Auspicious Good Fortune is English writer Sumangali Morhall’s first published work, a novice author and student of an Indian spiritual master writing more than adeptly of her lifelong journey from spiritual novice to adept. Or as such things are put on lush, inviting book covers, “One woman’s inspirational journey from Western disillusionment to Eastern spiritual fulfilment.” For once you really can judge a book by its attractively designed, accurately described cover.
Morhall is from an arguably unique generation in history, a generation which grew up taking the fruits and freedoms of feminism for granted. Coming of age in the late 1980s, she virtually had the world at her feet, and like few women before her, was able to study, travel, and work in almost any field of her choosing. In the pages of her autobiography, she does.
Completely unhindered in the ability to follow her personal bliss–to borrow the mantra of Joseph Campbell–Morhall seeks happiness and satisfaction in multiple jobs, countries, relationships and experiences: gaining an art degree, lead singer of a band, teaching English in Thailand, partying in London, scuba diving and nearly marriage in Mexico. In addition, she embarked in shoplifting as well as retail store management, earned a business degree from a prestigious university and a job in a London fashion house. Morhall tries it all and willingly walks away from it all, including a model-musician boyfriend, to wear a sari and join what is traditionally one of the most patriarchal, male dominated realms—a spiritual community—where by her own compelling account, she undeniably blossoms.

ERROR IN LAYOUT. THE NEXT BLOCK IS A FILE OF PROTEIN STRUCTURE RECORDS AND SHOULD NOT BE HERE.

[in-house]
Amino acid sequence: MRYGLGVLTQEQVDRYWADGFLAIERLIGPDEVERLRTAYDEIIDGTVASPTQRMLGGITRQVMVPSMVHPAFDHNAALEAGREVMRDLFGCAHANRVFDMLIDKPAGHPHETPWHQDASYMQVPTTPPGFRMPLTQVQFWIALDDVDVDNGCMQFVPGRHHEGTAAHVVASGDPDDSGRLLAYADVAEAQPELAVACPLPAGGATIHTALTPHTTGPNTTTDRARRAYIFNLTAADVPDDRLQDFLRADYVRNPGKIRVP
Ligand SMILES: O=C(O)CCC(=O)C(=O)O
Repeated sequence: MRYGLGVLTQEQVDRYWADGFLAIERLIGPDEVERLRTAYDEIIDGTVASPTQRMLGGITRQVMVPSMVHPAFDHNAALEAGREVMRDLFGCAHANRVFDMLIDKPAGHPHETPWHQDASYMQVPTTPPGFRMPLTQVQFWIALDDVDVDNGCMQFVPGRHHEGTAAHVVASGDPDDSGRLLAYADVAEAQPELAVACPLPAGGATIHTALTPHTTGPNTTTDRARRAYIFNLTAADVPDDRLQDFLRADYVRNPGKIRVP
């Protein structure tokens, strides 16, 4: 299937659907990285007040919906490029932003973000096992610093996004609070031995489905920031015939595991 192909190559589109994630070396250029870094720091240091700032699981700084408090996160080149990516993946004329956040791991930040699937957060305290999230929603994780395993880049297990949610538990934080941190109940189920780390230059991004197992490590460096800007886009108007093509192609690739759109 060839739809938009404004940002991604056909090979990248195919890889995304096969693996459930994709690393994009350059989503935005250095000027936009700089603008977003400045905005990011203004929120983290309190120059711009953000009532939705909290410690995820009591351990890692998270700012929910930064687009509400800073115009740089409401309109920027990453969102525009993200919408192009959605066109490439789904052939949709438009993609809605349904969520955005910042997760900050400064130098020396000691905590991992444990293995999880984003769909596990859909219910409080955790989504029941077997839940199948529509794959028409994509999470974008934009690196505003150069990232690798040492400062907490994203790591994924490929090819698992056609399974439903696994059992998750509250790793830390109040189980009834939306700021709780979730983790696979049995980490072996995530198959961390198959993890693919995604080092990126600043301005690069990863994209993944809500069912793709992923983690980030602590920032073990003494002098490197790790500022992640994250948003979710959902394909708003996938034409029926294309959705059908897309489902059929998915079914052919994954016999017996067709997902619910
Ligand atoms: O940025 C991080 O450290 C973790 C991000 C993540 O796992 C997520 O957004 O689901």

Amongst the near horizonless flotsam and jetsam of our internet age–the sea of world-weariness, cheap cynicism, aimlessly drifting intellectualism, and obscure speculation–the sincere and affecting, beautiful words with which Morhall describes her sometimes stumbling, sometimes running search for enlightenment are like a life-raft floating far beyond, and the depth of wisdom on board, pearls from deep beneath.
Auspicious Good Fortune is potentially an instant classic of the world of spiritual literature. Like the writing of Christopher Isherwood, an English author better known as the father of modern gay writing, but also a lifelong member of the Ramakrishna Order, and author of several seminal works on spirituality, Morhall’s book possesses the rare distinction of being the product not just of an authentic devotee and spiritual insider—Morhall a student with a rare close access to the recently belated New York guru Sri Chinmoy—but a genuinely talented writer as well. Also like Isherwood, Auspicious Good Fortune surprises with its candour and willingness to throw back the cloister curtains, the search for inner truth, speckled equally with tears of frustration and jewels of bliss.
Heart on sleeve and on page, Morhall writes directly from the heart, with endearing honesty, and captivating charm. Hers is the pure, unaffected voice of child, but a child who has meditated for over two decades, and whom possesses piercing insight and depth of both spiritual and worldly experience. Morhall may be a novice author, but in Auspicious Good Fortune she is no novice of the spiritual realm. If Eat, Pray, Love were to become serialised, this would be concluding edition.
A subtly emotive, poetic writer, with a keen eye for the delicate and minute, so well written and metaphorically masterful is Auspicious Good Fortune, it is as if Emily Dickinson herself had entered the realm of biographical prose. By her own admission more adept at poetry than prose, Morhall is at her lyrical and transcendent best when discussing her genuinely inspiring—and at times genuinely miraculous—experiences with Indian meditation teacher Sri Chinmoy, whom, on the basis of this heart-felt account, one can’t help but want to know better.